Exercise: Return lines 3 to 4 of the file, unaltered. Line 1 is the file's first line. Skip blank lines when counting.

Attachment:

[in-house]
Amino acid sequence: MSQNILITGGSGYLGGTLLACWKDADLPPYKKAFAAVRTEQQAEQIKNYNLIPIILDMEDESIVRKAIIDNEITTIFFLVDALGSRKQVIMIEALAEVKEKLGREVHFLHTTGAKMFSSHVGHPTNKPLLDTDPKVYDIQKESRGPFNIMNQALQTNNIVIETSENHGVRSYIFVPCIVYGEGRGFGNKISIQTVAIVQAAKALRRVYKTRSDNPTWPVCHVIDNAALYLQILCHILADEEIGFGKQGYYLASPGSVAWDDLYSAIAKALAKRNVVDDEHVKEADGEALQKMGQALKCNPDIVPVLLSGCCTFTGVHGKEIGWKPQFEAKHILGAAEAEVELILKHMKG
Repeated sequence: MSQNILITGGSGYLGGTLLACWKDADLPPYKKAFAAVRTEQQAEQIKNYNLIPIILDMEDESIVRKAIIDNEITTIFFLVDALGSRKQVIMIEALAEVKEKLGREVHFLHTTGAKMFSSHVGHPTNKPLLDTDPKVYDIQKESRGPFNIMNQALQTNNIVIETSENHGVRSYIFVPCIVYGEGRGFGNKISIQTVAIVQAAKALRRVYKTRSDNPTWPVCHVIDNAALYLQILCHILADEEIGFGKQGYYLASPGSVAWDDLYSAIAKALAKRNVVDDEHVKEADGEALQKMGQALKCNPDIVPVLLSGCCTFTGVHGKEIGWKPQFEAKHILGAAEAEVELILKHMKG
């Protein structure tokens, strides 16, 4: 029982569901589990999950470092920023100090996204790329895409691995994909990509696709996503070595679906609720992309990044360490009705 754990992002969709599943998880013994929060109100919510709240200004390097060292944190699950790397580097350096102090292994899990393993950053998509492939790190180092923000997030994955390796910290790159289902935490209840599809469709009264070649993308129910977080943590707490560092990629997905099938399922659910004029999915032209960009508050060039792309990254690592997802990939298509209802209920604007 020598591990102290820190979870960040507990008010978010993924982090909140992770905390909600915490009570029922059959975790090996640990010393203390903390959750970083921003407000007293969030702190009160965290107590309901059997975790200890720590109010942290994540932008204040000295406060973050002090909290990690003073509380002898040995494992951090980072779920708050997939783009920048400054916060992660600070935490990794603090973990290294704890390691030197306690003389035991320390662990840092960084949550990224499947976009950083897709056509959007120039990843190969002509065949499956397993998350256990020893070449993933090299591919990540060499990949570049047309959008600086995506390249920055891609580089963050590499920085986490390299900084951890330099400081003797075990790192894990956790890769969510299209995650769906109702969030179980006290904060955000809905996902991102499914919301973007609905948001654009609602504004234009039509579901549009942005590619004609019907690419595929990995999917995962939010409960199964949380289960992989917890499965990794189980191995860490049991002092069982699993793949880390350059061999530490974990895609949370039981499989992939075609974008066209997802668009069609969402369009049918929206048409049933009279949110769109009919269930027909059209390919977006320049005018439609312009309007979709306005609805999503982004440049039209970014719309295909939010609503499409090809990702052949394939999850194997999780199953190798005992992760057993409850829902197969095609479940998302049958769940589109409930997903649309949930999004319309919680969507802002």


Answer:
Repeated sequence: MSQNILITGGSGYLGGTLLACWKDADLPPYKKAFAAVRTEQQAEQIKNYNLIPIILDMEDESIVRKAIIDNEITTIFFLVDALGSRKQVIMIEALAEVKEKLGREVHFLHTTGAKMFSSHVGHPTNKPLLDTDPKVYDIQKESRGPFNIMNQALQTNNIVIETSENHGVRSYIFVPCIVYGEGRGFGNKISIQTVAIVQAAKALRRVYKTRSDNPTWPVCHVIDNAALYLQILCHILADEEIGFGKQGYYLASPGSVAWDDLYSAIAKALAKRNVVDDEHVKEADGEALQKMGQALKCNPDIVPVLLSGCCTFTGVHGKEIGWKPQFEAKHILGAAEAEVELILKHMKG
């Protein structure tokens, strides 16, 4: 029982569901589990999950470092920023100090996204790329895409691995994909990509696709996503070595679906609720992309990044360490009705 754990992002969709599943998880013994929060109100919510709240200004390097060292944190699950790397580097350096102090292994899990393993950053998509492939790190180092923000997030994955390796910290790159289902935490209840599809469709009264070649993308129910977080943590707490560092990629997905099938399922659910004029999915032209960009508050060039792309990254690592997802990939298509209802209920604007 020598591990102290820190979870960040507990008010978010993924982090909140992770905390909600915490009570029922059959975790090996640990010393203390903390959750970083921003407000007293969030702190009160965290107590309901059997975790200890720590109010942290994540932008204040000295406060973050002090909290990690003073509380002898040995494992951090980072779920708050997939783009920048400054916060992660600070935490990794603090973990290294704890390691030197306690003389035991320390662990840092960084949550990224499947976009950083897709056509959007120039990843190969002509065949499956397993998350256990020893070449993933090299591919990540060499990949570049047309959008600086995506390249920055891609580089963050590499920085986490390299900084951890330099400081003797075990790192894990956790890769969510299209995650769906109702969030179980006290904060955000809905996902991102499914919301973007609905948001654009609602504004234009039509579901549009942005590619004609019907690419595929990995999917995962939010409960199964949380289960992989917890499965990794189980191995860490049991002092069982699993793949880390350059061999530490974990895609949370039981499989992939075609974008066209997802668009069609969402369009049918929206048409049933009279949110769109009919269930027909059209390919977006320049005018439609312009309007979709306005609805999503982004440049039209970014719309295909939010609503499409090809990702052949394939999850194997999780199953190798005992992760057993409850829902197969095609479940998302049958769940589109409930997903649309949930999004319309919680969507802002």